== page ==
After the turn of the Century the Steyr factory started to turn out new designs with more effective modern cartridges for export purposes. These rifles included the 6.5mm Greek Mannlicher-Schönauer M1903, the 7mm Serbian Mauser M1910 and the 7mm Chilean and Mexican Mausers. During rifle testings at Steyr they found various advantages over the Monarchy’s then currently used M95 rifles, including better ballistics with the new cartridges. Early in 1914 the Viennese Technisches Militärisches Komitee was researching for a modern cartridge with a new rifle for the Monarchy….

    • The round aperture type rear sight is traditionally NOT in use in Central Europe. They used instead notch, be it v-type or parallel slot. I believe same applies for current CZ assault rifles production.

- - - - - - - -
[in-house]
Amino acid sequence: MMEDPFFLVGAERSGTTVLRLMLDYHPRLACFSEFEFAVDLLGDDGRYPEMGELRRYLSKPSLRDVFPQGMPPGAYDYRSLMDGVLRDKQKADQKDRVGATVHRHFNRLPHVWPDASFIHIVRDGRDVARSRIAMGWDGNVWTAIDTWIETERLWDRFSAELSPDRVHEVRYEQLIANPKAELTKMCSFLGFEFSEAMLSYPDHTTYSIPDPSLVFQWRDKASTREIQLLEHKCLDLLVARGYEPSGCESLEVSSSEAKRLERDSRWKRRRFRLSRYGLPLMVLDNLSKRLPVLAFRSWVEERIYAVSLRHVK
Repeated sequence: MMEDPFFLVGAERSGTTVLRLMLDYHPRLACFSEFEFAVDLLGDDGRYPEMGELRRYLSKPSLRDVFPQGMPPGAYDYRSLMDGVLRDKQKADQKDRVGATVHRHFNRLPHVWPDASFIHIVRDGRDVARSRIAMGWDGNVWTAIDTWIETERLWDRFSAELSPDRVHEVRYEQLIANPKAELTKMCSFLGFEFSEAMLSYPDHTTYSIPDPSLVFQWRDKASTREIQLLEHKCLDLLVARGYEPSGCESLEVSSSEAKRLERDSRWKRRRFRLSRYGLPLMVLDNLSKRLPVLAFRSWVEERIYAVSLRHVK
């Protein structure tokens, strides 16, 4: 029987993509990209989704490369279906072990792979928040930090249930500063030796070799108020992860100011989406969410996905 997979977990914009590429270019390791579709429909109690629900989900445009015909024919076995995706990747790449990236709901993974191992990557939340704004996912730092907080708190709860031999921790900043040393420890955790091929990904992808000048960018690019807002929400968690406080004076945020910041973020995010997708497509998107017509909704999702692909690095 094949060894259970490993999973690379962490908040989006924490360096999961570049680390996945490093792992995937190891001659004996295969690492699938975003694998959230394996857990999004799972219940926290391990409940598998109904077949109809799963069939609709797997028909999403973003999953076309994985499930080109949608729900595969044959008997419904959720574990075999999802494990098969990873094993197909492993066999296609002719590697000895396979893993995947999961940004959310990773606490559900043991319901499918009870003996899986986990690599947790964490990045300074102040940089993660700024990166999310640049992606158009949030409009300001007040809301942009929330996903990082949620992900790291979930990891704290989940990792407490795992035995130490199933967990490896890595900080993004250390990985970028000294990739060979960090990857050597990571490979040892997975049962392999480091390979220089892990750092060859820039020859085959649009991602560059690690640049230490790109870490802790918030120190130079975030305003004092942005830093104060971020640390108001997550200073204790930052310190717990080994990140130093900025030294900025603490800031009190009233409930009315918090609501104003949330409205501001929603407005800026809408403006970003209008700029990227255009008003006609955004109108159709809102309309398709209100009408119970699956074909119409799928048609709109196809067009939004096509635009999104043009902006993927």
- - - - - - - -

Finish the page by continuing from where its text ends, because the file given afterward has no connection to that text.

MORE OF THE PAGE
• St Germaine left the state sector army of the newly shorne Austria, with fewer arms (especially heavy arms) than the thugs of the Austrian social democratic party had.

      The joint Kingdom of Hungary actually briefly ended up under a Soviet, that lasted for a few days before it collapsed.

      Otto Bauer, leader of the Austrian social Democrats (don’t confuse Bauer’s social democrats with the likes of modern day west European social Democrats, Bauer’s sort believed that once the democratic vote had happened, the killing fields of marx’s “war communism” would begin, and Soviet size mass graves would be dug and populated)

      Bauer got talked out of going for a power grab by his friend from Eugen von Böhm-Barwerk’s seminar, Ludwig von Mises. Bauer never forgave Mises for persuading him.

      Mises also enjoyed the coffee houses of Vienna with the father of modern sociology, Max Weber.